Vertebral osteomyelitis is an uncommon complication of infective endocarditis, however, one retrospective case review looking at cases from 1986 to 2002 has shown a 31% incidence of infective endocarditis in patients with osteomyelitis . The pathogenesis has been said to primarily involve bacteraemic spread via the haematogenous route .
Gram-positive organisms such as Staphylococcus aureus and Staphylococcus epidermidis have been shown to be the predominant pathogen in pyogenic vertebral osteomyelitis, [3, 5]. Streptococcus viridans is an unusual organism to be associated with both osteomyelitis and endocarditis with only few studies having reported such a finding [3, 5, 6]. For example out of 91 patients with osteomyelitis and endocarditis, only 6 out of 25 cases of gram positive organisms grew Streptococcus viridans, however, Staphylococcus aureus being the most common organism isolated . In our patient the source of infection is likely to have stemmed from haematogenous spread of the organism from dental work the patient received prior to developing back pain. In this case, it is difficult to establish whether the osteomyelitis preceded infective endocarditis a problem which has been noted in previous similar case reports [6, 2].
In terms of duration of treatment, the patient received 6 weeks of intravenous (IV) antibiotic therapy as treatment for both the endocarditis and osteomyelitis. One retrospective review found that 25 patients with the condition received a median therapy of 6.5 weeks, ranging from 4 weeks for Streptococcus viridans infections and 6 weeks for Staphylococcal infections . Some studies recommend additional oral antibiotic therapy following IV antibiotics based on a review of treatments .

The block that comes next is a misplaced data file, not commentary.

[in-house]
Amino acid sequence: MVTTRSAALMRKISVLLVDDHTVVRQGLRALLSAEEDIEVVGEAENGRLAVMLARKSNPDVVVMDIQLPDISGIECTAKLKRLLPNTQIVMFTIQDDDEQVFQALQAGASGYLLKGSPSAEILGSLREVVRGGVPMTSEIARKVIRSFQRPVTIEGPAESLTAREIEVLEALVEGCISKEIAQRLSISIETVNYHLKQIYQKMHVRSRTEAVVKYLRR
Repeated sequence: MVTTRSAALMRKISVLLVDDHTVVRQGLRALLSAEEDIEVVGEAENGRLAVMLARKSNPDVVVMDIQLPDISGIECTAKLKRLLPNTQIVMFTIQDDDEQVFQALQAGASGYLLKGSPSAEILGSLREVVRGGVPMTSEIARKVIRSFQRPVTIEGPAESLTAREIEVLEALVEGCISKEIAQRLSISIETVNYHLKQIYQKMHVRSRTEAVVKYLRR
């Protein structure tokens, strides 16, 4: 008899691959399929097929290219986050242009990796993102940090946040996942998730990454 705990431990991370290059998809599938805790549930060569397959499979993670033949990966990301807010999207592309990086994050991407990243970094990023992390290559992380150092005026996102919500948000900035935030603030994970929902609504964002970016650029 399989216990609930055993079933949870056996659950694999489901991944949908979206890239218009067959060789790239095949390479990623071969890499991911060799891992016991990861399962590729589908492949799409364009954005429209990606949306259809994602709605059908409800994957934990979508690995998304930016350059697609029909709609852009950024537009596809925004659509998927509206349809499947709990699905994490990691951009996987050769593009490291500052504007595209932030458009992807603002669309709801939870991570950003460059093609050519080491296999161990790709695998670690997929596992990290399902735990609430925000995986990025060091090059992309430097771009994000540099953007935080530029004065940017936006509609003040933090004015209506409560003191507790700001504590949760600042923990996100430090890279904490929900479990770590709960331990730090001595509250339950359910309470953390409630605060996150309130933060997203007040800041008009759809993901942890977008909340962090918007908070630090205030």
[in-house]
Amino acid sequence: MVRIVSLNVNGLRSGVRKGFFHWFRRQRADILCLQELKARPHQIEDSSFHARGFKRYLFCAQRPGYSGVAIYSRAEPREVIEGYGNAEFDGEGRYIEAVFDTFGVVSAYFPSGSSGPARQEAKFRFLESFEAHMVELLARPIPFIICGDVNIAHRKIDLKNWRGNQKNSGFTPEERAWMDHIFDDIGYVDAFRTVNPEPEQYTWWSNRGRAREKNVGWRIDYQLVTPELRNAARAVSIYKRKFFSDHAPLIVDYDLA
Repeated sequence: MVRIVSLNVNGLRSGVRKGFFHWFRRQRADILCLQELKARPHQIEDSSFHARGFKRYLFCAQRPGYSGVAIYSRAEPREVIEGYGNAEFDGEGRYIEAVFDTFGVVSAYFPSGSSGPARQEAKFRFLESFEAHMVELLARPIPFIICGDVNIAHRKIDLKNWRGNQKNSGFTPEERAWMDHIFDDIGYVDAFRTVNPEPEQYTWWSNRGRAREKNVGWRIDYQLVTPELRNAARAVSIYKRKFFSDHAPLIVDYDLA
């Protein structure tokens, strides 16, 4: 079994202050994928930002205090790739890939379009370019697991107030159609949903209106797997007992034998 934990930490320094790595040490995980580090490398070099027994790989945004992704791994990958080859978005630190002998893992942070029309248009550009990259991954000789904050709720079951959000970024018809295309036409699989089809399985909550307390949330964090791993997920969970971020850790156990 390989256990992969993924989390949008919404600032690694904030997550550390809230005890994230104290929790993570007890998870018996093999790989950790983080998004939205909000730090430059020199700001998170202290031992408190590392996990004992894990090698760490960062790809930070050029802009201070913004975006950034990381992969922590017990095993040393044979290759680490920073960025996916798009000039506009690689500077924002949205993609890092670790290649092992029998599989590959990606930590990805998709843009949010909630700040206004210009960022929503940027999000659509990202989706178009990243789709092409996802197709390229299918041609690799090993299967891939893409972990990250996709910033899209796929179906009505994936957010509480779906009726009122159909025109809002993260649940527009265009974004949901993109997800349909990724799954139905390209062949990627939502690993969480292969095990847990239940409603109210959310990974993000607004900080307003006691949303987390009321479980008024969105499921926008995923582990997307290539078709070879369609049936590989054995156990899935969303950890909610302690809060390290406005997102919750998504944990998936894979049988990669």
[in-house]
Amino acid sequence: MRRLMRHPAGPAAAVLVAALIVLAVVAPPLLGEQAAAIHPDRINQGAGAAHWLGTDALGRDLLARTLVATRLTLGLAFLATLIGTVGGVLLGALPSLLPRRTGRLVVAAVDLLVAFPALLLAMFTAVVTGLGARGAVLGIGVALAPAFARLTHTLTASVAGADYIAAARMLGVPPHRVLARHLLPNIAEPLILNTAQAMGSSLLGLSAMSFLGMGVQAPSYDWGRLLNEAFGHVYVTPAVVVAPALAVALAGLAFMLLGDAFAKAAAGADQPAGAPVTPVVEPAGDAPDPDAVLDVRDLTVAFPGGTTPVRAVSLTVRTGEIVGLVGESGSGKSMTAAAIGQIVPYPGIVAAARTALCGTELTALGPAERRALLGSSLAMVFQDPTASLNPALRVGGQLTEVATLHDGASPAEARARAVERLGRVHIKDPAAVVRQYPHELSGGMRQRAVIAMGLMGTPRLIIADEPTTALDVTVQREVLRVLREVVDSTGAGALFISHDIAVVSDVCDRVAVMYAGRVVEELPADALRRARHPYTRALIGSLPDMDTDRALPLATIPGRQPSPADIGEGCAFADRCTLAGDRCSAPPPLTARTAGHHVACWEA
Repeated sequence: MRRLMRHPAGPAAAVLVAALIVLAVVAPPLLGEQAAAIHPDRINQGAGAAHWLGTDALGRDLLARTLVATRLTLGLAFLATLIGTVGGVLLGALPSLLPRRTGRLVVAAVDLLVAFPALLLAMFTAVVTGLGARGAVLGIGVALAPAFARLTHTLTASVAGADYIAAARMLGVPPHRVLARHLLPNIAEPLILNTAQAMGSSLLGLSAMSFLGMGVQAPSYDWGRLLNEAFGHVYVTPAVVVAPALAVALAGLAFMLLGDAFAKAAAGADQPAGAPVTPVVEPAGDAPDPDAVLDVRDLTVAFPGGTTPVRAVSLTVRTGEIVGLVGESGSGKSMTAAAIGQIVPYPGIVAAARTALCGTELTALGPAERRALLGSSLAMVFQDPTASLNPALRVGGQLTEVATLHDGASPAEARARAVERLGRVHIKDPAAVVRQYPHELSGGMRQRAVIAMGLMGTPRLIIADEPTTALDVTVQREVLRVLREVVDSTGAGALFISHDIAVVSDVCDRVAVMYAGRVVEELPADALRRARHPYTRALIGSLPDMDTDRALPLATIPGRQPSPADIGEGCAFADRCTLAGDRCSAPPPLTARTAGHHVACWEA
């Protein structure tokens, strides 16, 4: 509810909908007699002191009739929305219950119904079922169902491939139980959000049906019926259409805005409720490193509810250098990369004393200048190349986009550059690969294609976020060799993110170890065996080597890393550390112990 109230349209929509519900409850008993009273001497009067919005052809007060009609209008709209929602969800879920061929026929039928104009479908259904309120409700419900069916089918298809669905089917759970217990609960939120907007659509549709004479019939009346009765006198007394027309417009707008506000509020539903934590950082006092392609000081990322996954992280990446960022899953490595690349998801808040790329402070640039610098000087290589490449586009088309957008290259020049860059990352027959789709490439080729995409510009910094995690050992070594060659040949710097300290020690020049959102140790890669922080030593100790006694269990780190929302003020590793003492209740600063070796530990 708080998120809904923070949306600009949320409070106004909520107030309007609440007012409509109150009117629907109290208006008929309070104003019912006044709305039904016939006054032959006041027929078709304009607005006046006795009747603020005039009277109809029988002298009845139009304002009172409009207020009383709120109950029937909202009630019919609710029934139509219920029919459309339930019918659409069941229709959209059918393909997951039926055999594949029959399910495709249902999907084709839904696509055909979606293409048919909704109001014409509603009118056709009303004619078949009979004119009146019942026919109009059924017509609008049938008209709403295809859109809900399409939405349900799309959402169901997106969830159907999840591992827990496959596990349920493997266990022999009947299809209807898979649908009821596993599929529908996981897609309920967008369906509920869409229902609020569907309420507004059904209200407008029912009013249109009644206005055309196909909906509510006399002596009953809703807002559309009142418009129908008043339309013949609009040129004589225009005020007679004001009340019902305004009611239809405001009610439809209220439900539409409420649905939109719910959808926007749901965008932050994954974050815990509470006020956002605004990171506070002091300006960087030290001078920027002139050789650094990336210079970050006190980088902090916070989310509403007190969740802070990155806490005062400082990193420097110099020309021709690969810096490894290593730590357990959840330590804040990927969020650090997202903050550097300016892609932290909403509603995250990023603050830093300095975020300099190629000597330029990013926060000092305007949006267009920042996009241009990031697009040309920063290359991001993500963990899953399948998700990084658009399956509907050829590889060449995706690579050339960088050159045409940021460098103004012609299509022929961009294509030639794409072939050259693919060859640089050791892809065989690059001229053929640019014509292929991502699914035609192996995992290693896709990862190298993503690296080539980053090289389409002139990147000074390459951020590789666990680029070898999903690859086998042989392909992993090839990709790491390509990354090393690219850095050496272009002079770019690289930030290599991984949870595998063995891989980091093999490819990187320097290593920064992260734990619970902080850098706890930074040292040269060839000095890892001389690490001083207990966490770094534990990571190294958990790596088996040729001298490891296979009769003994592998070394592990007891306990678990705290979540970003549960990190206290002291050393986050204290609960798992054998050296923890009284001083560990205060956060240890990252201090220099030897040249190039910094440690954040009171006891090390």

Overall, this case further highlights the seriousness of the presentation of sudden onset back pain especially one which is persistent in nature. Our patient had other factors including fever and a raised CRP to indicate an infective aetiology for her symptoms. This is consistent with findings from a study showing that cases of spondylodiscitis secondary to infection by Streptococcus viridans tended to have raised blood inflammatory markers but not always have symptoms of systemic upset . However, the insidious nature in which these symptoms can present highlight the fact that life threatening causes can often be overlooked on a general medical unit. In conclusion when assessing a patient presenting with back pain, a thorough history must be taken and osteomyelitis must be considered as a differential as well as associating causes such as infective endocarditis, as these carry a serious risk of mortality if left untreated.
Written informed consent was obtained from the patient for publication of this case report and accompanying images. A copy of the written consent is available for review by the Editor-in-Chief of this journal.